Tuesday, August 02, 2005

More On Mitt

Pam Belluck of the NY Times has a pretty good profile of one of the more intriguing 2008 possibilities, Massachusetts Governor Mitt Romney:
Gov. Mitt Romney says he will decide in the next few months whether to run for the Republican presidential nomination. And if he does, his resume will carry him a long way. He is the high-profile governor of a prominent state. He has a background as a turnaround specialist in the business world and as the savior of the scandal-plagued 2002 Olympics in Salt Lake City. He is telegenic and articulate, and he is wealthy.
Well, Romney will run, it's safe to say at this point; consider his quite noticable shift to the right:
Mr. Romney vetoed a...morning-after bill, but he went much further than [New York Governor George] Pataki, who supports abortion rights. Mr. Romney labeled the morning-after drug an "abortion pill" - not just emergency contraception, as the Food and Drug Administration calls it - and wrote an opinion article for The Boston Globe saying that he did not believe that abortion should be legal.

Mr. Romney, who in the past had said that abortion should be "safe and legal" and that he supported the "substance" of the Supreme Court decision legalizing abortion, wrote in the article that his views on abortion had "evolved and deepened."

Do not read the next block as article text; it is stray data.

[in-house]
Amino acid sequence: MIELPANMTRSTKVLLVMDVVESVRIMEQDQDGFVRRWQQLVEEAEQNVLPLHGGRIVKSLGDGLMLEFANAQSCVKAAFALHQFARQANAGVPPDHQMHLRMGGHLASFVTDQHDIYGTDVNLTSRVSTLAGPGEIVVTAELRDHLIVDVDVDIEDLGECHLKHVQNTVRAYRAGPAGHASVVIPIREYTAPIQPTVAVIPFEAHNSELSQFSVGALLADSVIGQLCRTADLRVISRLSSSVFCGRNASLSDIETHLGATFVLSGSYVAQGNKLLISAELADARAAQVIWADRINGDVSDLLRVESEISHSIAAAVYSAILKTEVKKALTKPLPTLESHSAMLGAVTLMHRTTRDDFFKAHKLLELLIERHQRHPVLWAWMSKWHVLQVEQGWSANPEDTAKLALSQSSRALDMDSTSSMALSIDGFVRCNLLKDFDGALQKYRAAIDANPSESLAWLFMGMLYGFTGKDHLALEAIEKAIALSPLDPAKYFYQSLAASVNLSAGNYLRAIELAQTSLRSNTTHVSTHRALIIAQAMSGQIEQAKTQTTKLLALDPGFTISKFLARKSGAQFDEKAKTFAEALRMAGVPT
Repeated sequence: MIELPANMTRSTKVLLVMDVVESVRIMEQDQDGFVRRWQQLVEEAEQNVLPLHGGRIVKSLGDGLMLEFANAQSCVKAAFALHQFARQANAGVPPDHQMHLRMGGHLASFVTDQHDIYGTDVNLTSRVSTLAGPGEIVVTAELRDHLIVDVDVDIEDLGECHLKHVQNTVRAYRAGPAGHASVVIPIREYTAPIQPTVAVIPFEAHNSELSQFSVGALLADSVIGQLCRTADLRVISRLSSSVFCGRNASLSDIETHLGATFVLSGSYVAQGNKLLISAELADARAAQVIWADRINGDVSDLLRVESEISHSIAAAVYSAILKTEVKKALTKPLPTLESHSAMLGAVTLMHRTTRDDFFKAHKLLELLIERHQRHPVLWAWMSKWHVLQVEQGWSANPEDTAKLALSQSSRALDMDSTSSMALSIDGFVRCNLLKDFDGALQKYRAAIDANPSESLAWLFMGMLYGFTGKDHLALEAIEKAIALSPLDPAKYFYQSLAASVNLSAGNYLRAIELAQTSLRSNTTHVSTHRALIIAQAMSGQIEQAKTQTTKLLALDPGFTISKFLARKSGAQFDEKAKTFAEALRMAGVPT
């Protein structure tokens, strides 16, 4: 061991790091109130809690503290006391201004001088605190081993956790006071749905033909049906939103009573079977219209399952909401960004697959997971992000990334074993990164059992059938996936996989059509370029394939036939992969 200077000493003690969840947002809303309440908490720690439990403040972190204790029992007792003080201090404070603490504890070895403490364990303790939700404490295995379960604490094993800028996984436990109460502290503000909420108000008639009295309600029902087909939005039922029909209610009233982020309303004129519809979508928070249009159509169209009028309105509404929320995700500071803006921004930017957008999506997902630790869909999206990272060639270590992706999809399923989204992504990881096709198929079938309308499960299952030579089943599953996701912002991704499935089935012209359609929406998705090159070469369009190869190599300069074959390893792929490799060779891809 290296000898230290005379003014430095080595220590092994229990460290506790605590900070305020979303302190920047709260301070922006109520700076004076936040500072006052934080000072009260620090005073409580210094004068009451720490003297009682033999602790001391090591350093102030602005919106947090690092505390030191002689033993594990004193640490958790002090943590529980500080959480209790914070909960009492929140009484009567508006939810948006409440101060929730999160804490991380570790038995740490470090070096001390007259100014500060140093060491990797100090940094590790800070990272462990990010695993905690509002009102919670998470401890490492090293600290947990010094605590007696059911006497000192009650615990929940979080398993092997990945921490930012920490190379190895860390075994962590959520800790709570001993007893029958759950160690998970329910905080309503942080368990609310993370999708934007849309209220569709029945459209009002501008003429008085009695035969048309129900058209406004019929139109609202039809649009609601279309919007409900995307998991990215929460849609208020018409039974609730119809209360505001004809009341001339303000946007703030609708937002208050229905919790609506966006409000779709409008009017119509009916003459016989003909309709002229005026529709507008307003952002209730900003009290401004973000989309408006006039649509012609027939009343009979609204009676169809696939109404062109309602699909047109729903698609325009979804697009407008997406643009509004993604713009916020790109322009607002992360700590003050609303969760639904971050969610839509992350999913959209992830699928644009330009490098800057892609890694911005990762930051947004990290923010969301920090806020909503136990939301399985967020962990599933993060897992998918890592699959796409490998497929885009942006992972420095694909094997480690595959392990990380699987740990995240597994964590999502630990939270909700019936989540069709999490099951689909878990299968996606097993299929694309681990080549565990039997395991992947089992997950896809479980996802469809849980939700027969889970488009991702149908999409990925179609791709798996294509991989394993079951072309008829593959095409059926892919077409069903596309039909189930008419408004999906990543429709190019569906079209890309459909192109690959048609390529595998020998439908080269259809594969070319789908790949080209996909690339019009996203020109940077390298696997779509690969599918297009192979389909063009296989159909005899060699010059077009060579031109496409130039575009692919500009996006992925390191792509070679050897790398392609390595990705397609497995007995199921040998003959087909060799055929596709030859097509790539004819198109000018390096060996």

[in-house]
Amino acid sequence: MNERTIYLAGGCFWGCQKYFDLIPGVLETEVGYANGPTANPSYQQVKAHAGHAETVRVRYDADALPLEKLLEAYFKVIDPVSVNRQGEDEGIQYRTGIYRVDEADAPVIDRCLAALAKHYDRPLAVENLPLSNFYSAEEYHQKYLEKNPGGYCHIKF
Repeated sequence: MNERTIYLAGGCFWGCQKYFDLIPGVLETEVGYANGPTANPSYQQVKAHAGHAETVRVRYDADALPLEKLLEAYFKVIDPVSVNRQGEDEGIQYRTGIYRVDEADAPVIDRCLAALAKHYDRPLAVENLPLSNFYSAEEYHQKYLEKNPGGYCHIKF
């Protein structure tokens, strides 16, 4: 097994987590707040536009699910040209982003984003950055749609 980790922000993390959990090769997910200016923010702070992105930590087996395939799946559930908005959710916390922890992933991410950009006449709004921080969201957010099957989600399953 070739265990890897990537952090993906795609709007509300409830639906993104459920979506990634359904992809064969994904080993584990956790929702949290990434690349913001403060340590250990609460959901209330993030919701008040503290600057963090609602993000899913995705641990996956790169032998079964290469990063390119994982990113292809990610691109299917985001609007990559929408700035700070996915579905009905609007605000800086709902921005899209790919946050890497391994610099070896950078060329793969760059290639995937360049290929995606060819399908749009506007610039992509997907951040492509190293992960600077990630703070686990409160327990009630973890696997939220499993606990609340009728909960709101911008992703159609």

Of course, some folks are never satisfied:
Although some conservatives welcomed Mr. Romney's actions last week, others were skeptical.

"Most pro-life voters aren't looking for 'evolving' views among candidates," Carrie Gordon Earll, senior policy analyst for bioethics for Focus on the Family, wrote in an e-mail message. "They're hungry for principled positions based on immovable morals - something that doesn't come from a veto and an op-ed."
I'm with Earll on this one, but others feel differently.

Instead of taking the pure conservative position of opposing all embryonic stem cell research, Mr. Romney, whose state is full of leading scientists, has said he supports using embryos if they are leftovers from fertility clinics, but not if they were created solely for research.

That is, of course, the Frist position...

What's the best thing about this article? One noticable omission - did you spot it (or rather, fail to)?...